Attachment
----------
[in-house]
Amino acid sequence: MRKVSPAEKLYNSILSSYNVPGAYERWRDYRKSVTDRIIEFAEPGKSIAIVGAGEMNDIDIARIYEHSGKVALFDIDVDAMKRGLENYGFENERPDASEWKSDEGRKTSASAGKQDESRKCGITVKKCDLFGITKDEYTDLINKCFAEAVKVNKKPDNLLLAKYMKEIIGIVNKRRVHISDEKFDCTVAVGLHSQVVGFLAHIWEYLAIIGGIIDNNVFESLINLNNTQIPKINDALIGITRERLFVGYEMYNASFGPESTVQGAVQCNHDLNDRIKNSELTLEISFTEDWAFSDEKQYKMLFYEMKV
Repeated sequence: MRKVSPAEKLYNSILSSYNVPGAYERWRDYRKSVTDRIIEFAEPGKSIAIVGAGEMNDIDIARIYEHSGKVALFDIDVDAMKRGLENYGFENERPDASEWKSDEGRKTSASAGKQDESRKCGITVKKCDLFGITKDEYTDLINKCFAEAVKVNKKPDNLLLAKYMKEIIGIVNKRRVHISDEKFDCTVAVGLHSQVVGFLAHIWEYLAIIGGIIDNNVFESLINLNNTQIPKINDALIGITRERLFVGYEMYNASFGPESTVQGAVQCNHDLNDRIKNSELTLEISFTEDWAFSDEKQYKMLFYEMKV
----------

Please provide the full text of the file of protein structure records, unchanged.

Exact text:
[in-house]
Amino acid sequence: MRKVSPAEKLYNSILSSYNVPGAYERWRDYRKSVTDRIIEFAEPGKSIAIVGAGEMNDIDIARIYEHSGKVALFDIDVDAMKRGLENYGFENERPDASEWKSDEGRKTSASAGKQDESRKCGITVKKCDLFGITKDEYTDLINKCFAEAVKVNKKPDNLLLAKYMKEIIGIVNKRRVHISDEKFDCTVAVGLHSQVVGFLAHIWEYLAIIGGIIDNNVFESLINLNNTQIPKINDALIGITRERLFVGYEMYNASFGPESTVQGAVQCNHDLNDRIKNSELTLEISFTEDWAFSDEKQYKMLFYEMKV
Repeated sequence: MRKVSPAEKLYNSILSSYNVPGAYERWRDYRKSVTDRIIEFAEPGKSIAIVGAGEMNDIDIARIYEHSGKVALFDIDVDAMKRGLENYGFENERPDASEWKSDEGRKTSASAGKQDESRKCGITVKKCDLFGITKDEYTDLINKCFAEAVKVNKKPDNLLLAKYMKEIIGIVNKRRVHISDEKFDCTVAVGLHSQVVGFLAHIWEYLAIIGGIIDNNVFESLINLNNTQIPKINDALIGITRERLFVGYEMYNASFGPESTVQGAVQCNHDLNDRIKNSELTLEISFTEDWAFSDEKQYKMLFYEMKV